Rock Valley College
Panoramic view of tree covered mountains with clouds


“The purpose of anthropology is to make the world safe for human differences.” – Ruth Benedict

  • closeup of woman on beach
  • close up of graffiti art walls
  • female mongoose lemur
  • close up of gorilla
  • close up of weaving cooperative

Mission Statement

Anthropology is the comparative systematic study of humanity, with the goal of understanding our evolutionary origins, our distinctiveness as a species, and the great diversity in our forms of collective existence across the globe through space and time. The name anthropology derives from the Greek words for man and study, “anthropos” and “logos.” Combined, these words translate to the phrase “study of man.” Anthropologists at Rock Valley College share a vision to cultivate and advance the understanding of humans and our ancestors in the evolutionary past and modern-day present.  American Anthropology is typically divided into four subfields: Archaeology, Biological Anthropology, Cultural Anthropology, and Linguistic Anthropology. Each subfield offers a unique approach to the discipline within the holistic anthropological method. 

Anthropology is a vital component of the liberal arts curriculum, inspiring students to question their assumptions through a scientific lens while gaining anthropological knowledge and insight through theory, research methods and application. Alfred Kroeber described the discipline of anthropology as, “The most humanistic of the sciences and the most scientific of the humanities." Anthropology explores the captivating questions of: Who are we? What unites us? Where did we come from? The Department of Anthropology prepares students to be dynamic life-long learners and seekers, revealing a new perspective on the richness of our shared humanity. 

What Do Anthropologists Study?

Archaeologists study the ancient and recent human past by examining material remains in the fossil record to answer questions about human history. Biological anthropologists study human and non-human primates in terms of their biological and demographic characteristics. They may specialize in primatology, paleoanthropology, human variation, medical anthropology and forensic anthropology. Cultural anthropologists comparatively investigate how people live, organize and create meaning in social practices. Linguistic anthropologists study how languages and other systems of communication contribute to our understanding of culture.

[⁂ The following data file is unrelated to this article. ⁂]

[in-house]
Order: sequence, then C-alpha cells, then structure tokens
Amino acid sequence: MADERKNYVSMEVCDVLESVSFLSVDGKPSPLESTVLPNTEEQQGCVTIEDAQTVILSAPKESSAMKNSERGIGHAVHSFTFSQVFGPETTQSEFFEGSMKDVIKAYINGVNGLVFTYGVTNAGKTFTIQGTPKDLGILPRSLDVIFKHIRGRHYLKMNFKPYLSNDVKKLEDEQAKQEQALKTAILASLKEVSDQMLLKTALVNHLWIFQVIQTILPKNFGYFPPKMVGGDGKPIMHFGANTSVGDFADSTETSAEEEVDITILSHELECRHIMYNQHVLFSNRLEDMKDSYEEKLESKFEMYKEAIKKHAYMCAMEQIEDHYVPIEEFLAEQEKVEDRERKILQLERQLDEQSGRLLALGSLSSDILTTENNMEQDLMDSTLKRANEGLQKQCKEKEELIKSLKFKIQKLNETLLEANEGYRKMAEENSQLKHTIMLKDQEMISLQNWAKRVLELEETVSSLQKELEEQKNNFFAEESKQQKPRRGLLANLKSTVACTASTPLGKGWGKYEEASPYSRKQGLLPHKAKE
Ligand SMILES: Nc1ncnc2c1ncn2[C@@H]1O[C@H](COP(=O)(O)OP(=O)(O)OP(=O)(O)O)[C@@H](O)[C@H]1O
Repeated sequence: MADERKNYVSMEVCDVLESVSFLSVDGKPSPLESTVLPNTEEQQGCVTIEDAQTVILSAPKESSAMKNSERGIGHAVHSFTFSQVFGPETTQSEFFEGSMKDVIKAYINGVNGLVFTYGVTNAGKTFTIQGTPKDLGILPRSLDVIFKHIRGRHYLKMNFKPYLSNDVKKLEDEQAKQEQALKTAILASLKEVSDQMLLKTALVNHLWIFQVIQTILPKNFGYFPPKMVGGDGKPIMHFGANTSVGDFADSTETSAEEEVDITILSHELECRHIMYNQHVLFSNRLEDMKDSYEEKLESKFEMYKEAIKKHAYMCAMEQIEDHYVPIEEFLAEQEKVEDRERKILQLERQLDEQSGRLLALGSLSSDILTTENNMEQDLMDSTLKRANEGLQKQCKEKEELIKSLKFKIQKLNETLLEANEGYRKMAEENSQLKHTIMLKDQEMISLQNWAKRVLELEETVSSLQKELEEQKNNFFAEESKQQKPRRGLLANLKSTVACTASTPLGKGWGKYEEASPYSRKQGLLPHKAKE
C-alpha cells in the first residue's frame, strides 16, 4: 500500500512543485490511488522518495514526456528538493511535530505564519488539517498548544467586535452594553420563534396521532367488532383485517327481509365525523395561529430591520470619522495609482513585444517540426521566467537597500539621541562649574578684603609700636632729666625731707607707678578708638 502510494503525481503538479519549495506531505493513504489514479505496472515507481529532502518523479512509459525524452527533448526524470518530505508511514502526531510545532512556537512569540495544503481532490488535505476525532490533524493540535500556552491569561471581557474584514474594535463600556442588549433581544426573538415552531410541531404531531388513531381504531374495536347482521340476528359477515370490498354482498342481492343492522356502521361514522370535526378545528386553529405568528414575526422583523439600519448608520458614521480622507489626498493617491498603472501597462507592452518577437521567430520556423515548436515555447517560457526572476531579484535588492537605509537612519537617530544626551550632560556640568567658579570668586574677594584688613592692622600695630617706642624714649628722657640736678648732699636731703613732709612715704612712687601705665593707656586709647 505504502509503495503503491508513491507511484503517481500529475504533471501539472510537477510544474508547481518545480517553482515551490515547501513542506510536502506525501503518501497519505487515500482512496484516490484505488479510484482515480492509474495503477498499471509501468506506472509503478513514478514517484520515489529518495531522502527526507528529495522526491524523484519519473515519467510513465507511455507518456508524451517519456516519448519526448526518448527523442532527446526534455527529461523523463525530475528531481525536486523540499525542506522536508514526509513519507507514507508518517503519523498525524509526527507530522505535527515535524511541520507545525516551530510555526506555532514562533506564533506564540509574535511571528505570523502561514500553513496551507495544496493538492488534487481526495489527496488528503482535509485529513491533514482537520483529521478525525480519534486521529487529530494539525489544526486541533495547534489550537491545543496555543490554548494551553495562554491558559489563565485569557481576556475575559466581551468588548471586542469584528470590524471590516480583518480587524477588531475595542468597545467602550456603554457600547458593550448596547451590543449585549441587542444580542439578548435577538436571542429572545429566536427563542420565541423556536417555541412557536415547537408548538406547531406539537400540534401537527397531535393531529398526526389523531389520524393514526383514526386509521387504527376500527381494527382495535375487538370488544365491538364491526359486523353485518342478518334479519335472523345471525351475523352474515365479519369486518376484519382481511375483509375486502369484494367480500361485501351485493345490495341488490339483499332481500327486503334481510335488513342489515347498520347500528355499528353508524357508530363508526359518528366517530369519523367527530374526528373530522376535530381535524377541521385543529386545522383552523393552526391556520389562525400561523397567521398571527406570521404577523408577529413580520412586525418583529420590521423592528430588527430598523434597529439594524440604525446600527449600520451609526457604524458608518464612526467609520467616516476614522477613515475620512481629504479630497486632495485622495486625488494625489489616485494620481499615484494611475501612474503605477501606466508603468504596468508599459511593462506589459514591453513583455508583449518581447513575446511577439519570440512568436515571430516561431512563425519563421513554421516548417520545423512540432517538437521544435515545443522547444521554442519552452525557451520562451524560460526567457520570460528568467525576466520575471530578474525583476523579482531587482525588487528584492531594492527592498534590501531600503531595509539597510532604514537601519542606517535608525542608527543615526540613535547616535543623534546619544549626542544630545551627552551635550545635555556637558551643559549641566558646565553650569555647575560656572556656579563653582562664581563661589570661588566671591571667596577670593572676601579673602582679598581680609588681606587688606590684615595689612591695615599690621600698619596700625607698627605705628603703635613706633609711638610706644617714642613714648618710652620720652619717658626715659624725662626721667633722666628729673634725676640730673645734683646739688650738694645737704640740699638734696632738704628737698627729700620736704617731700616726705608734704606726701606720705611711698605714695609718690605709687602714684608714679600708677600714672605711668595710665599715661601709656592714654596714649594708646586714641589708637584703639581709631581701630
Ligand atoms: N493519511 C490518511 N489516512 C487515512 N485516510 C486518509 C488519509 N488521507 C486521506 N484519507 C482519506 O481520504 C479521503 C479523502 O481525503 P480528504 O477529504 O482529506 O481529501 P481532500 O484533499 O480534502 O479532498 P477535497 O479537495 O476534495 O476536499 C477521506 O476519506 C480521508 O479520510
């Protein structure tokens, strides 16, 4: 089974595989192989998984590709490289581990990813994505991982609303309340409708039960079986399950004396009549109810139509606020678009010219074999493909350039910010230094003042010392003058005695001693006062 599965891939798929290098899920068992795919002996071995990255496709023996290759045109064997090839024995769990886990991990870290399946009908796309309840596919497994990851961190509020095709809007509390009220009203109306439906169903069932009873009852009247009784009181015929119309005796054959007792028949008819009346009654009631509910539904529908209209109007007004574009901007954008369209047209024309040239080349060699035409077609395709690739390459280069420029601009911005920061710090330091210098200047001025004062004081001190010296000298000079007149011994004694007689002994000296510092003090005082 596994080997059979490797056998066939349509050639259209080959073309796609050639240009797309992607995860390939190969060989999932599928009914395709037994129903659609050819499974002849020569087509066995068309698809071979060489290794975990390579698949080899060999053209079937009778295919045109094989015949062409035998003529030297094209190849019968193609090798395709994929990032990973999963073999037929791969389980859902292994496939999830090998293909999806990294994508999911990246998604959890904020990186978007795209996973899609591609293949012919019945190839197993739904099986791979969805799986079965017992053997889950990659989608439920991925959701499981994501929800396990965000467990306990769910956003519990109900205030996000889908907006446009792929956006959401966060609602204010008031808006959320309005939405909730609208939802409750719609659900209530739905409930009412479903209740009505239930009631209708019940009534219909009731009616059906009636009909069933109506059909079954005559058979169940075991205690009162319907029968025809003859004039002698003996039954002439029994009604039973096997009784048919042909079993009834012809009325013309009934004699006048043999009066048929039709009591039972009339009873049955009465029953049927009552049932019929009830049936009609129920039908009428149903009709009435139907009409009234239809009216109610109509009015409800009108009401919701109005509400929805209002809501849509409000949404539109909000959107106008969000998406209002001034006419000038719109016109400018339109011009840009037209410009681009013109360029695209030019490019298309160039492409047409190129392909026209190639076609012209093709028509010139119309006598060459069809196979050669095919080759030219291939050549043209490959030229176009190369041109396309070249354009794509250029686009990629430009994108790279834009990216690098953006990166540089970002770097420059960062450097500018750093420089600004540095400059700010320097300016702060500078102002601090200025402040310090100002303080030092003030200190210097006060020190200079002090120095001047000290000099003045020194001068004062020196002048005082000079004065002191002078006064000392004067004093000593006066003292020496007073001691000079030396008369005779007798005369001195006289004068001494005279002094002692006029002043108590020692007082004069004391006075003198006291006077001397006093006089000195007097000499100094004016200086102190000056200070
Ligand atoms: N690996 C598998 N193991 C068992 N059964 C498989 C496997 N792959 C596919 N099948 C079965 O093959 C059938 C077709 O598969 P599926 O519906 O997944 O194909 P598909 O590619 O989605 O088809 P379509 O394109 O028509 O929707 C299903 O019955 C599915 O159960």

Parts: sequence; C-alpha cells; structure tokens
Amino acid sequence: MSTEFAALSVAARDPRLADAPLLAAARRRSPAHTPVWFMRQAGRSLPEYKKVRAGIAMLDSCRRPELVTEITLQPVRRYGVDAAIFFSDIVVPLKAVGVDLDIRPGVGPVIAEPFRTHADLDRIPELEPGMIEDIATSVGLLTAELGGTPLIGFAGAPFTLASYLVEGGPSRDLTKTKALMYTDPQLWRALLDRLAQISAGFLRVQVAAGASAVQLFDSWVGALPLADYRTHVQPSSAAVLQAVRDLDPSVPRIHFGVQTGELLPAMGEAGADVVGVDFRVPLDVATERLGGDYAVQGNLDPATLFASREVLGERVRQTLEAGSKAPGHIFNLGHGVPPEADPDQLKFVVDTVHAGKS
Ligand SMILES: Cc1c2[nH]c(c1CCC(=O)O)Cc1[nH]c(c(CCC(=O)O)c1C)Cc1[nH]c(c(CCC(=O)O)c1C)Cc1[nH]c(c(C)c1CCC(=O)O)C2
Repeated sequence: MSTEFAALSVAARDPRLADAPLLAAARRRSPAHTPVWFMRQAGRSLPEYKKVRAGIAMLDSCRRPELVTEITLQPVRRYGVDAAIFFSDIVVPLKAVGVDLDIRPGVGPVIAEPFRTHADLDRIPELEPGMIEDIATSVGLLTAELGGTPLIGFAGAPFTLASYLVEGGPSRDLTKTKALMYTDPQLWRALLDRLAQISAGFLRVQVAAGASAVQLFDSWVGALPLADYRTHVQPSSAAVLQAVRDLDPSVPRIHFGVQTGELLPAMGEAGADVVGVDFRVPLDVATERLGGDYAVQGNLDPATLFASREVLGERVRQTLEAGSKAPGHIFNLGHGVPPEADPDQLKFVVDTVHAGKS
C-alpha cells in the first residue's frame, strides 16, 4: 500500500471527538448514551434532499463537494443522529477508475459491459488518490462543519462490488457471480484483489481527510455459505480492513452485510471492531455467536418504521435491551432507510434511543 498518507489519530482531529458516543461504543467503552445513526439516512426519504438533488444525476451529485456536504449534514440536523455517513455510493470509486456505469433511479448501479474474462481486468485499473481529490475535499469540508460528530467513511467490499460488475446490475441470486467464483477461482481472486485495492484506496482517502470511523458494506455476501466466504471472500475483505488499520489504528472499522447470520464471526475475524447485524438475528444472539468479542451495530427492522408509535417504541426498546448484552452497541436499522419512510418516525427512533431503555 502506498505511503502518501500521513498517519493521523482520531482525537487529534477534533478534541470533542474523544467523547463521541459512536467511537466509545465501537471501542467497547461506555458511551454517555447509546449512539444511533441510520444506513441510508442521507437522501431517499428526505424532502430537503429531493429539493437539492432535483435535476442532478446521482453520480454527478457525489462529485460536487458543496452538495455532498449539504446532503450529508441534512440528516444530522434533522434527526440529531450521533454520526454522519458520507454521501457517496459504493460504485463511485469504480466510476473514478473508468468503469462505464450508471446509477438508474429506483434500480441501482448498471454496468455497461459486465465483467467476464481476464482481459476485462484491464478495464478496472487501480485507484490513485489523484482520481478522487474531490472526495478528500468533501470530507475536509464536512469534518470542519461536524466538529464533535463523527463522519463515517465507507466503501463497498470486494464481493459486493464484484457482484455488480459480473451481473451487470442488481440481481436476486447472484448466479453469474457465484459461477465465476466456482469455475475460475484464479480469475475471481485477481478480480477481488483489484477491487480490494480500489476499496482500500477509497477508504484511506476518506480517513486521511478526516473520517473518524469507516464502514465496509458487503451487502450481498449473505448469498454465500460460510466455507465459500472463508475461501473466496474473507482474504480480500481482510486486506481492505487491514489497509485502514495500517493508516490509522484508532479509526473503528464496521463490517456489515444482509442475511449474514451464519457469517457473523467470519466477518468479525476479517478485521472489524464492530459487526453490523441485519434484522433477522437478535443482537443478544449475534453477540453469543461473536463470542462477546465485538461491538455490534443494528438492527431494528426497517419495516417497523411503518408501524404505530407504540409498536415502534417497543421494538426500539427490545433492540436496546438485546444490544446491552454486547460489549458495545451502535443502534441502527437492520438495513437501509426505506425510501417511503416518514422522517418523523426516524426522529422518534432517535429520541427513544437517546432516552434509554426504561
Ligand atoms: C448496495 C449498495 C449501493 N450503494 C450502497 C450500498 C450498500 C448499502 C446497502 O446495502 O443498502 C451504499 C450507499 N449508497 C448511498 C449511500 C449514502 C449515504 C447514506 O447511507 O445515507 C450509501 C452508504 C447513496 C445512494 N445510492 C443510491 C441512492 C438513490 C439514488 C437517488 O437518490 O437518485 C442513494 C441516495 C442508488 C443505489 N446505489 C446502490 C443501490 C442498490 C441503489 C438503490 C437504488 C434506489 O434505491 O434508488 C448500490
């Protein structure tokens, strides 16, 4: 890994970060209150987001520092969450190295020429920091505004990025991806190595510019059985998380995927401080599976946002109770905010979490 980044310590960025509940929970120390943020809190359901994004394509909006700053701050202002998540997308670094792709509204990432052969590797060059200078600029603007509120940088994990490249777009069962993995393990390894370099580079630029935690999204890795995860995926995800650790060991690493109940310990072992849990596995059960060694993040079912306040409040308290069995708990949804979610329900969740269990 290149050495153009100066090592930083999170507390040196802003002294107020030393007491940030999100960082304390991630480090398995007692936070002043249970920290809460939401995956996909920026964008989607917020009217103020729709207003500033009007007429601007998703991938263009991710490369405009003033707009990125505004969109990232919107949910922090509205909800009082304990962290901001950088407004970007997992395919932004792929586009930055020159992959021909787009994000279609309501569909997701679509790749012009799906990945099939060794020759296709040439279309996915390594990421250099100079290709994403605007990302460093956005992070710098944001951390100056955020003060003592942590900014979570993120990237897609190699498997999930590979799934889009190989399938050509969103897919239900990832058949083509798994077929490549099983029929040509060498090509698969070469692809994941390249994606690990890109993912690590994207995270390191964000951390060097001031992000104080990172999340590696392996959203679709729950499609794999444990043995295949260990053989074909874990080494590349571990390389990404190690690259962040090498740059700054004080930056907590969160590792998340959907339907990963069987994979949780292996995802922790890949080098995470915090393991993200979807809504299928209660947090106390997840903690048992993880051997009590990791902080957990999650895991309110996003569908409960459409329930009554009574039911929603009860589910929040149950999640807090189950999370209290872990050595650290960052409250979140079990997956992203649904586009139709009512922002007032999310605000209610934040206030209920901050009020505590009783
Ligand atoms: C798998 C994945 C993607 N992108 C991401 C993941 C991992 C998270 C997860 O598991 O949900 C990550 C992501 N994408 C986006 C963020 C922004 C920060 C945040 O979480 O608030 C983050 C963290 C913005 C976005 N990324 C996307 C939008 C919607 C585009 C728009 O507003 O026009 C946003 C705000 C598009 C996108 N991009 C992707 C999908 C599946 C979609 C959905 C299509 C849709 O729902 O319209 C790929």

What Can I Do with a Degree in Anthropology?

Anthropologists are employed in both public and private sectors, including colleges and universities, non-governmental organizations, government agencies, businesses, and health/human services. According to the United States Bureau of Labor Statistics, "Employment of anthropologists is expected to grow 19% from 2012 to 2022, faster than the average for all occupations.” These numbers suggest that anthropology is a robust career choice, growing at a significantly higher rate than the 11% growth forecast for all occupations.

The Function of Anthropology

Renowned cultural anthropologist Margaret Mead encapsulated the meaning of anthropology when she wrote, “Anthropology demands the open-mindedness with which one must look and listen, record in astonishment, and wonder that which one would not have been able to guess.” For resources, visit the American Anthropological Association and the Anthropology Careers and Employment (ACE) job board.

See which Anthropology courses are currently being offered.


  1. Woman selling oysters (Mahajanga, Madagascar)
  2. Graffiti art in the Cyahafi neighborhood (Kigali, Rwanda)
  3. Coquerel’s sifaka with 3-month-old infant (Ankarafantsika National Park, Madagascar)
  4. Mountain gorilla in Sabyinyo Group (Volcanoes National Park, Rwanda)
  5. Weaving cooperative (Ollantaytambo, Peru)

Photo Credits: Dr. Abby Ross